|Authors: ||A.B. Roddy, T.E. Dawson|
|Keywords: ||sap flow, transpiration, vapor pressure deficit (VPD), hysteresis, tropics|
Recent methodological advances toward measuring sap flow on small-diameter stems allow for near continuous monitoring of leaf-level water flux in response to naturally varying environmental conditions.
Elucidating the response functions of sap flow to environmental variables is necessary for accurately understanding and modeling the processes underlying leaf transpiration.
In main stems, hysteresis often occurs in the response of sap velocity to vapor pressure deficit (VPD). Hysteresis occurs when, for a given VPD that occurs in both morning and evening, morning sap velocity is higher than it is in the evening, producing a clockwise rotation in the hysteresis curve.
Here we ask whether the relationship between sap velocity and VPD for leaf petioles is similar to that for main stems.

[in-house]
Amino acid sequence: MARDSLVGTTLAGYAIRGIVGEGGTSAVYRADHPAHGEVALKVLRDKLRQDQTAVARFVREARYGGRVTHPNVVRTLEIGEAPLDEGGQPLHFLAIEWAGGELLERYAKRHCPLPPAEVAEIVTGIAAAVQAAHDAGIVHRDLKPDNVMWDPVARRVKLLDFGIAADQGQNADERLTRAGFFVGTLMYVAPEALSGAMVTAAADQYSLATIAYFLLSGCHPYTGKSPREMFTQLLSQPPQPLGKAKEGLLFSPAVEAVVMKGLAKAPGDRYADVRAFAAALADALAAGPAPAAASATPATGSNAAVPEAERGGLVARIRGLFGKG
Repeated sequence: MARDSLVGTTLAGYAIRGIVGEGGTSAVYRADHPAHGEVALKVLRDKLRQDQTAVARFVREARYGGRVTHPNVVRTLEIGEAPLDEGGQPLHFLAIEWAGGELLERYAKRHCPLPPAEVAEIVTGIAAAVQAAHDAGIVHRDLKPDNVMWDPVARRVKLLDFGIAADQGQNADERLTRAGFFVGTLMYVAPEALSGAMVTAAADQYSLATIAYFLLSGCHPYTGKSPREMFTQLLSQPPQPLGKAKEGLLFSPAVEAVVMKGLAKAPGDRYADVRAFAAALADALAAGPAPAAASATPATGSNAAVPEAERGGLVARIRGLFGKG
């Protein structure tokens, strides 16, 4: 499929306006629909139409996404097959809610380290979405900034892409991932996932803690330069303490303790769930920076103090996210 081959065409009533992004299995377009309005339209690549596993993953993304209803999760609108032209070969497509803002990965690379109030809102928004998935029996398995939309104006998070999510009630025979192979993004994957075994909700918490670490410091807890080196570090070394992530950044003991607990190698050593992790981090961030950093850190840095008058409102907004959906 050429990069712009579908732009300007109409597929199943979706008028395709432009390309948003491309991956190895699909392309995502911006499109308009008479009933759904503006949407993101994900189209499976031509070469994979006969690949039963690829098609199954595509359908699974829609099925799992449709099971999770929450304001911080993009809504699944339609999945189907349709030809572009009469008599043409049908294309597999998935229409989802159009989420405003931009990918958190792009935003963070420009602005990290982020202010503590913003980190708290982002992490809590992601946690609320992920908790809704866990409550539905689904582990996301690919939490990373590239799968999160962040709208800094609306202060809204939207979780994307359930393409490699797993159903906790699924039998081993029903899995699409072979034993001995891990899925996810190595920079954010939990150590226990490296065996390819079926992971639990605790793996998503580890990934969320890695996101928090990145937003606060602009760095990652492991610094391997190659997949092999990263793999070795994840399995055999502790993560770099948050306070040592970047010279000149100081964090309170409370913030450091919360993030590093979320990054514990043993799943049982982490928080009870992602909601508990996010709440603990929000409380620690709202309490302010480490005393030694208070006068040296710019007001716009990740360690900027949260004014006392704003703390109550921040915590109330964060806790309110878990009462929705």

We measured sap velocities using the heat ratio method on leaf petioles of the tropical tree Cordia alliodora (Boraginaceae) and the tropical liana Clitoria javitensis (Fabaceae). In most cases, we found clockwise patterns of hysteresis in the sap velocity-VPD relationship similar to those previously published for main stems.
However, on some days, we observed a figure-8 pattern of hysteresis in the relationship of sap velocity to VPD. Furthermore, we examined what may cause variation in the amount of hysteresis on a given day.
We found a significant positive relationship between the magnitude of hysteresis and both the maximum daily VPD and the integrated daily VPD. These results suggest that the type and magnitude of hysteresis may result from an interplay between environmental variables and plant hydraulic architecture.
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